Before we start, I have to warn yall, this program was written in VEX. Which is a programming language for Houdini. So it is a language within a 3D software. Its not really meant for this sort of stuff, but is Python ish from what people tell me. So like, prepare for some "interesting" code.

So i have been working on a Kerr Render Engine to draw a rotating black hole, following the equations of General Relativity, well just the Kerr Metric really. In an afford to make the renders more spicy I decided to include a Volumetric disk. Which, in this case, fairly intuitive because to draw the black hole we need to step through the scene anyways.

As a model for the volumetrics, I followed this tut.

On its surface, it all works more or less; enter image description here

Note, the light source is a ring on the XZ plane. Now, this render is done at a focal length of 28mm. But when I increase it to 50mm, this happens;

enter image description here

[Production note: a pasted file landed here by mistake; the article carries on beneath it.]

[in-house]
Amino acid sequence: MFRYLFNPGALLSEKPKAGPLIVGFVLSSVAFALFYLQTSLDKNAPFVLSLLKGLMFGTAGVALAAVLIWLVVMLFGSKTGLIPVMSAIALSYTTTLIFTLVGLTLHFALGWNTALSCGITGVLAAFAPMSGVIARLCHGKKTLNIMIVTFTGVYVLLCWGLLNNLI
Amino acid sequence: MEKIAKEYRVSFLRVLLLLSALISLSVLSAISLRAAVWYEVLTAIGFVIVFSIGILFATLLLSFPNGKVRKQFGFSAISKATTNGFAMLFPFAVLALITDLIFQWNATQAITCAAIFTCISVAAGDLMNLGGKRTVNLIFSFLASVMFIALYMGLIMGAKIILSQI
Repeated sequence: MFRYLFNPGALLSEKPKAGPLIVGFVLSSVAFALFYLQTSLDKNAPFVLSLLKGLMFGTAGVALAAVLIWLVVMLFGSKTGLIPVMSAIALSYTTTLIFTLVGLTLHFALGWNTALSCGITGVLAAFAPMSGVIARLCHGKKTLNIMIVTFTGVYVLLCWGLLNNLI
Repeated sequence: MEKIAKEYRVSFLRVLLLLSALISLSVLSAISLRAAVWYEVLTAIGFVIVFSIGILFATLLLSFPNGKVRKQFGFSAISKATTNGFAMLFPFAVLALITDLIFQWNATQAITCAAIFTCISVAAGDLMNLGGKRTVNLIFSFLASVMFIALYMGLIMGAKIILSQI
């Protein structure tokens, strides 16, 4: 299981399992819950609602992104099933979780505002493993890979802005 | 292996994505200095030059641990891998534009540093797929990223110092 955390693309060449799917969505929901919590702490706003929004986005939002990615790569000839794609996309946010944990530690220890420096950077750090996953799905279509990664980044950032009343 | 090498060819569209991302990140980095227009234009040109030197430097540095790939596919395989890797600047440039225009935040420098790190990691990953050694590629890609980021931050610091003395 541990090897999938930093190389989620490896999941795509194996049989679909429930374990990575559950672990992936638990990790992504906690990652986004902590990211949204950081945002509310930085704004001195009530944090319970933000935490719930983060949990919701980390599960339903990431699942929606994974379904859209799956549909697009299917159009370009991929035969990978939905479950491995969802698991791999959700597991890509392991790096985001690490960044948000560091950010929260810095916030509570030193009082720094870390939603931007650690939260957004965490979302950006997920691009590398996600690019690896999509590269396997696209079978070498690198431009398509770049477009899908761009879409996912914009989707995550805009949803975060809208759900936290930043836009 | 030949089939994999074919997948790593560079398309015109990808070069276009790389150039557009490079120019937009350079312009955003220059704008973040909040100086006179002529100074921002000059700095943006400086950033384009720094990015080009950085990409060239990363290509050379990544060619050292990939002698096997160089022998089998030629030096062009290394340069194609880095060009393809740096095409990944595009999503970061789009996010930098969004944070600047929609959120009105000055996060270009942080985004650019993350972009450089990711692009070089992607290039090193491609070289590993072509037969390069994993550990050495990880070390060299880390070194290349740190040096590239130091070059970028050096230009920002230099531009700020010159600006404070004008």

As you can see, the render gets darker. Even though precisely nothing about the volumetric setup changed. (Yes this is a screenshot D:). Also the camera position is not a total match, but the lose in light is not duo to that. If we go back to 28mm but put the Camera closer to the BH this happens;

enter image description here

I am at a bit of a lose here. I do however have 2 theories.

Theory 1 - Its Einstein's fault

The way the engine works is by solving a set of 4 equations which describe the curved spacetime of the Kerr Metric (XYZ and Time... well r, theta, phi and Time because spherical hyperbolic coordinates ftw). These equations are solved 4 times (4th order integration scheme) to compute where a ray will go next. The step size of this is a function of distance to the Event Horizon and approaches 0 as the distance to the EH approaches 0.

The theory goes that as the focal length gets longer and longer, more and more rays dive directly into the EH and don't have much chance to swirl around the black hole and get bright.

Now, I don't really buy this theory because of this. I can make the disk 2D and add a "light value" each time a ray crosses the disk. So the more often a ray passes through the disk, the brighter it is. If I change the focal length with this setup, the brightness does not change. Which, should make sense since the physics do not change depending on the focal length.

But I think considering the different physical scenarios is important.

Theory 2 - I done f´ed up